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Il Baricentro - Sconcerto CD (album) cover

SCONCERTO

Il Baricentro

Jazz Rock/Fusion


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Cesar Inca
SPECIAL COLLABORATOR
Honorary Collaborator
4 stars "Sconcerto" is, first of all, a very beautiful and tasteful album, that reveals Il Baricentro as what it is in its purest form, a proficient jazz-rock ensemble with a very strong melodic sense and with a capability to do energetic interplaying in a most colorful manner. The two keyboardists, brothers Boccuzzi, stay well away from the mutual dueling scheme; on the contrary, they use their combined keyboard inputs (mostly pianos and synthesizers, with a noticeable deal of clavinet and harpsichord, and occasionally, some room for organ, too) as portrayers of the candid melodic ideas and elegant textures that keep coming around with the sonic flow. They seem to intend to act as subtle leaders of the band, making the effective rhythm duo come to the fore with their excellent foundations, while they pull the musical strings (well, ivories to be more precise) without showing off. The way that the rhythm section provides swing and groove to all the individual pieces helps the cadence to become a most important element of enhancement for the melodies. The opening namesake track serves as the perfect Baricentro sample for the neophyte. Let me add that I find the presence of the harpsichord in this fusion-esque amalgam quite intriguing: its crystalline vibrato helps the track to preserve an aura of distinction among the groove. This was actually my first Baricentro experience, the track that made me fall in love with this band's proposal. Further ahead, 'Afka' is more focused on the funky trend, while 'Meridioni e Paralleli' and 'Comunque' make a sort of compromise between jazz-fusion and funky - as usual, all well accomplished, very close to what Weather Report was doing at the time in the USA. On the softer side of things, 'Lido Bianco' shows the most academic side of Il Baricentro's ideology: this track is the closest to standard symphonic prog that this band can get. In fact, this track somewhat reminds me of "Ultima Cena"-era Banco del Mutuo Soccorso. 'Pietre di Luna' is plainly beautiful, an evocative serenade instilled with melancholy that needs no lyrics to create emotions in the listener's soul. 'Della Venis' is yet another serene track, ethereal and melodically pristine. These softer tracks are cohesively harmonized with the album's repertoire as a whole. So, all in all, "Sconcerto" is a potential excellent addition for the collections of those who love a strong dose of jazz in their prog, or, mutatis mutandis, those jazz-fusion freaks with a progressive sensibility.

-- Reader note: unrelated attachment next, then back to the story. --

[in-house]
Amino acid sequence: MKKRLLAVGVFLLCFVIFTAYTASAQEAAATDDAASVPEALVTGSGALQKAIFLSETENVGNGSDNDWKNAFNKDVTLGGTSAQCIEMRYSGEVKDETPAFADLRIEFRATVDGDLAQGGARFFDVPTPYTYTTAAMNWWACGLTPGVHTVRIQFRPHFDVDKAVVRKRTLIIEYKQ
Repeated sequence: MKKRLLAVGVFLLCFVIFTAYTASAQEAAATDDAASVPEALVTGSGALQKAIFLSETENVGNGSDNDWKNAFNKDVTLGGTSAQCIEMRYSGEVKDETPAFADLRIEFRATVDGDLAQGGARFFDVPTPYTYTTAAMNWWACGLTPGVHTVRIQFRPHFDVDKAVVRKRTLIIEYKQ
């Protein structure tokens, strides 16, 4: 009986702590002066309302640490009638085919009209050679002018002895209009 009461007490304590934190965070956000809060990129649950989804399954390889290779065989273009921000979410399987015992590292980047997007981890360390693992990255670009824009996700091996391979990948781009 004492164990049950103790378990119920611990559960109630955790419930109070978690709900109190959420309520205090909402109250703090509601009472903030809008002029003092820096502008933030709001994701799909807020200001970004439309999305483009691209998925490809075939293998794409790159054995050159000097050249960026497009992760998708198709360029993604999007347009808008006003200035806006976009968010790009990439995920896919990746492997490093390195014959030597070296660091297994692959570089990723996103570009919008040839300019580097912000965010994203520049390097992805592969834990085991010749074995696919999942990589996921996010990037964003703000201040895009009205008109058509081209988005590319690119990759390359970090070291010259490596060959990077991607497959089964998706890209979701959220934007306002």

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Send comments to Cesar Inca (BETA) | Report this review (#61483)
Posted Friday, December 23, 2005 | Review Permalink
Ricochet
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Honorary Collaborator
4 stars A "sconcert" that's full of vitamins, juicy stuff, drifting talent and consistent music - and of progressive rock, kudos to the mixture of 70s rock and original jazz creating a warm combination of colors and liquid fireworks; this is how Baricentro's first album (far from calling it a simple debut, it's too strong) sounds like, down the more or less usual path of jazz-rock, fusion heat, electric melodism and rock composer. Its field isn't powerful enough to bring a swell impression, its pleasure, instead, is half the great quality that's installed in this album.

Despite that almost all the members have come from playing in a band (Festa Mobile and its rock nucleus), plus from an early field of rock and vanilla-jazz, Il Baricentro's moment sounds fresh, far-dropped and confines an artistic intensity and pattern from, mostly, a world of technique and shining expressions (and, more importantly, from a wisdom of emotion dominating the fuse and the rhythms, and gallantry dominating over too simple or straight improvisations). Sconcerto, most especially, shines as something natural, even pastured, still fired and fusion-flickered most of the times. Both the traditional and the nonconformist, the somber and the fun, the hypnotic and the light, the radical and the alternative musical tastes are merged in a mellow point, where good music also means a lot of sensual slide, and the jazz/fusion technique is one small step close to a spiritual and healthy art. The key to Sconcerto's good mood is how intense, instead of remarkable, and imaginative, even if not original, the scores abounds. The rest is either good or tranquill, either fascinating or too plain, either creative or vicious.